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France, Germany mull over independent financing system to sidestep US bans

France, Germany mull over independent financing system to sidestep US bans

France, Germany mull over independent financing system to sidestep US bans
August 28
11:51 2018

France and Germany are seeking to develop a European financing mechanism independent of the US with the aim of sidestepping US sanctions against countries, including Iran, and asserting the continent’s “sovereignty.”

Speaking at a meeting with press association AJEF on Monday, French Finance Minister Bruno Le Maire said Paris and Berlin are making joint efforts to develop an either European or Franco-German financing system.

“With Germany, we are determined to work on an independent European or Franco-German financing tool which would allow us to avoid being the collateral victims of US extraterritorial sanctions,” he said. “I want Europe to be a sovereign continent not a vassal, and that means having totally independent financing instruments that do not today exist.”

Le Maire also noted that the French and German governments had been holding talks with their respective central banks regarding the issue.

“If we want to build a truly independent instrument we must open up all the options,” he pointed out.

French Finance Minister Bruno Le Maire (Photo by AFP)

Echoing Le Maire’s stance, German Foreign Minister Heiko Maas said work had already begun on creating a European payment system independent of the SWIFT global payment network.

In an address to the German ambassadors’ conference in Berlin on Monday, he warned that Washington’s sanctions against Iran, China, Russia and Turkey would damage European businesses.

“We must increase Europe’s autonomy and sovereignty in trade, economic and financial policies,” Mass said. “It will not be easy, but we have already begun to do it.”

In an interview with Germany’s Deutsche Welle, Christopher Bovis, professor of international business law at the University of Hull in the UK, said the planned financing system “will allow Iran to interface with European financial systems, European clearing systems, using the nominations supported and created by the European Investment Bank based on the euro.”

The comments comes Paris and Berlin – both signatories to the 2015 Iran nuclear deal – have been struggling along with the entire European Union to save the landmark pact after the US unilaterally withdrew and re-imposed its sanctions against Iran.

Tehran has said it will only stay in the deal if the remaining parties provide Tehran with “practical strides” that it could continue to reap the economic benefits of the deal despite Washington’s pullout. Tehran wants guarantees Iranian oil and banking relations,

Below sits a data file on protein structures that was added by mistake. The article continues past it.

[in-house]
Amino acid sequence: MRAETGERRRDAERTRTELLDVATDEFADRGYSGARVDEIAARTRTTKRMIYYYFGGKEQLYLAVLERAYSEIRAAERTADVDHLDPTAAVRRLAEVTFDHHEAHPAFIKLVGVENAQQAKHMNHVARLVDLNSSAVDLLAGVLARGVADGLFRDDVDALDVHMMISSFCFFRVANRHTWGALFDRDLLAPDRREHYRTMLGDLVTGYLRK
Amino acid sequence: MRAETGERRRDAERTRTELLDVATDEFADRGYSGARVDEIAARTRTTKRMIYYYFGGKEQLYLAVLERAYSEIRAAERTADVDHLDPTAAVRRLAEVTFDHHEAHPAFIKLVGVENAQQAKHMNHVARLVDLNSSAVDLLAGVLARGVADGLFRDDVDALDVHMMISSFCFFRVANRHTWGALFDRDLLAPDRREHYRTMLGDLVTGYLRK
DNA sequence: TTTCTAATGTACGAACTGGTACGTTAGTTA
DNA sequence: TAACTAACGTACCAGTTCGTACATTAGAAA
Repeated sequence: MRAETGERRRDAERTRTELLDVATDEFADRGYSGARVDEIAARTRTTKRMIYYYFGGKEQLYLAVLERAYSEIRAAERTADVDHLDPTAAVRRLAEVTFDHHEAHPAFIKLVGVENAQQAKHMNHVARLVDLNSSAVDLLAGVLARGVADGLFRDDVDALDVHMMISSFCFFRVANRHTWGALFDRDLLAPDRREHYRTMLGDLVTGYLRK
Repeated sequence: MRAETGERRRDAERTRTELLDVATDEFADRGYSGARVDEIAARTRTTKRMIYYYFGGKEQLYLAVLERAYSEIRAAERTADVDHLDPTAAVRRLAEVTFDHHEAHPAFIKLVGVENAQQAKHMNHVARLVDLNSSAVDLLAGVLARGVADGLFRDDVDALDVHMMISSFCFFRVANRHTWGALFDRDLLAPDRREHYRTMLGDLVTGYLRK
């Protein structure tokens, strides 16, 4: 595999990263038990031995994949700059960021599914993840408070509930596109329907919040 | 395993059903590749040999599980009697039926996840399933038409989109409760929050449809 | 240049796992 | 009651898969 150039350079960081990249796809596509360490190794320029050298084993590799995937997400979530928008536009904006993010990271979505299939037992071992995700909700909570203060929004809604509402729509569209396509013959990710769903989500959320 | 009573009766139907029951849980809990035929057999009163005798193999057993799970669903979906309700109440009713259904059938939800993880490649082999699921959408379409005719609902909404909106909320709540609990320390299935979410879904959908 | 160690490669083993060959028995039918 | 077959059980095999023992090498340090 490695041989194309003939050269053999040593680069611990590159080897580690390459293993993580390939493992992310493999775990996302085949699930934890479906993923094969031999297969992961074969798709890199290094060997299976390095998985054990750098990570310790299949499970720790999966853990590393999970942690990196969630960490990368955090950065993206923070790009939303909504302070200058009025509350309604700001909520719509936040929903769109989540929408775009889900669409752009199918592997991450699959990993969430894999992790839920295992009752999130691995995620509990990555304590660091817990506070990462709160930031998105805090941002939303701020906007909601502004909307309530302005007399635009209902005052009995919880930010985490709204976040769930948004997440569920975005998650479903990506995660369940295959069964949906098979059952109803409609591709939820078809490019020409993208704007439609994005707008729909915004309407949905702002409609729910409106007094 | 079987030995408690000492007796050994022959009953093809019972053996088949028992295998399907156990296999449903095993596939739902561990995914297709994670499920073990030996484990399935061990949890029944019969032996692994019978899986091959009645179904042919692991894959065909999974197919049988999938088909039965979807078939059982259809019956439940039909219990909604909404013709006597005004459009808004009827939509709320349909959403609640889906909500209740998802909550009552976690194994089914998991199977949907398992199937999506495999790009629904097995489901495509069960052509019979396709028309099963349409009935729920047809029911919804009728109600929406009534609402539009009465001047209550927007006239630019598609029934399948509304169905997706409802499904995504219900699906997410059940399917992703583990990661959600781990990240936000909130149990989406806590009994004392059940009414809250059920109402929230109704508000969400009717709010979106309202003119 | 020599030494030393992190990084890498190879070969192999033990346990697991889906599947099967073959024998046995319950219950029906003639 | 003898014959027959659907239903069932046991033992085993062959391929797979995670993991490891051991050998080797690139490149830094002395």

Washington’s withdrawal from the Iran deal and the ensuing re-imposition of bans on Tehran has put the US at loggerheads with its European allies, who have vowed to protect their business ties with Tehran and keep the nuclear pact alive.

The EU’s stance has infuriated the US, with National Security Adviser John Bolton saying the Europeans have to make a choice between Washington and Tehran in observing American sanctions.

Earlier this month, he signed an executive order, re-imposing the first round of sanctions on Iran which target the country’s purchase of US dollars, trade in gold and other precious metals as well as automotive sector.

In November, a second round of US sanctions will be reinstated on Iran’s oil industry, the Central Bank, port operators, and the energy and shipping sectors.

On the other camp, the EU is scrambling to finalize an economic package aimed at satisfying Iran and keeping in it in the deal.

It has already taken a series of measures in support of the nuclear agreement.

Last week, it allocated 18 million euros to development projects in Iran as part of a broader package of 50 million euros earmarked for Tehran in the EU budget.

On August 6 — the same day the first batch of US bans snapped back in place against Iran — the EU activated an updated version of its Blocking Statute, which prohibits European companies from complying with US sanctions on Iran

The bloc has also warned that it could impose its own sanctions against the companies that stop doing business with Iran in compliance with US bans.

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Alexander Ionov

Alexander Ionov

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